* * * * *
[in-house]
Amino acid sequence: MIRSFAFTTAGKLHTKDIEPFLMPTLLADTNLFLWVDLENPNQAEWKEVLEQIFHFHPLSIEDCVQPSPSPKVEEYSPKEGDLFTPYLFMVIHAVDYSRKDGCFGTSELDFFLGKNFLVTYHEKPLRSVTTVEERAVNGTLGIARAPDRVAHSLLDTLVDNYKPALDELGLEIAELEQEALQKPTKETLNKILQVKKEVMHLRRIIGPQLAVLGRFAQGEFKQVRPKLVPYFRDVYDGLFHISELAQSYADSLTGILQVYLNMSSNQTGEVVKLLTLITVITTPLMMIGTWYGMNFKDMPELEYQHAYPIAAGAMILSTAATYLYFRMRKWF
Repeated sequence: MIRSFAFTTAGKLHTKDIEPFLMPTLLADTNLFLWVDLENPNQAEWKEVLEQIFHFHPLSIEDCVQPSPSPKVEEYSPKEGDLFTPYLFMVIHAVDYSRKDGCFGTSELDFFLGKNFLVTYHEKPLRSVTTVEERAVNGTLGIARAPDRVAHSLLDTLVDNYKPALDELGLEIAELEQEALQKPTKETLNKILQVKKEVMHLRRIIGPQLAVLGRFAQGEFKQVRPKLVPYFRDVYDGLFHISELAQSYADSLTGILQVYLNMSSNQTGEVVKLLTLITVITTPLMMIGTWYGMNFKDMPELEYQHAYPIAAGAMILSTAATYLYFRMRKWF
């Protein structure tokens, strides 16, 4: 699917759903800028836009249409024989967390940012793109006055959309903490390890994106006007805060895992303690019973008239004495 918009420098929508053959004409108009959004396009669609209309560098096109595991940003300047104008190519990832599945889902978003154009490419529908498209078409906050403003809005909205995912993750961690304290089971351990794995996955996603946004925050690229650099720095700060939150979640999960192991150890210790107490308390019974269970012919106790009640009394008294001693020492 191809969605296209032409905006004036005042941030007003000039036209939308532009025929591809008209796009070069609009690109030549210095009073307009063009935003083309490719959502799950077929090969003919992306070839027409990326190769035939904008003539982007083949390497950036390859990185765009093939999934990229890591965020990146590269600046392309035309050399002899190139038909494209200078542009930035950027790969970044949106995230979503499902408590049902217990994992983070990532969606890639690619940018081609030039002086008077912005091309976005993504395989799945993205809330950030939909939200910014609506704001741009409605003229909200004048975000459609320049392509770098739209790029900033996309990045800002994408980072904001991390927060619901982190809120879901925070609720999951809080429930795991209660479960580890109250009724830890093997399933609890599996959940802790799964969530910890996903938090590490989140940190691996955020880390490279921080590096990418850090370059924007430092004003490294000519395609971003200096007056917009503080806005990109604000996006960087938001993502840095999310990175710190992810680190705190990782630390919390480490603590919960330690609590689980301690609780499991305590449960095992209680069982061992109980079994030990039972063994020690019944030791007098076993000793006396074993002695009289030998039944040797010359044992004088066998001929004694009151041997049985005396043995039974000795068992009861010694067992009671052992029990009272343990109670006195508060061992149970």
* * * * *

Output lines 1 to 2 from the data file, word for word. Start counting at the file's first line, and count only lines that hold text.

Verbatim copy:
[in-house]
Amino acid sequence: MIRSFAFTTAGKLHTKDIEPFLMPTLLADTNLFLWVDLENPNQAEWKEVLEQIFHFHPLSIEDCVQPSPSPKVEEYSPKEGDLFTPYLFMVIHAVDYSRKDGCFGTSELDFFLGKNFLVTYHEKPLRSVTTVEERAVNGTLGIARAPDRVAHSLLDTLVDNYKPALDELGLEIAELEQEALQKPTKETLNKILQVKKEVMHLRRIIGPQLAVLGRFAQGEFKQVRPKLVPYFRDVYDGLFHISELAQSYADSLTGILQVYLNMSSNQTGEVVKLLTLITVITTPLMMIGTWYGMNFKDMPELEYQHAYPIAAGAMILSTAATYLYFRMRKWF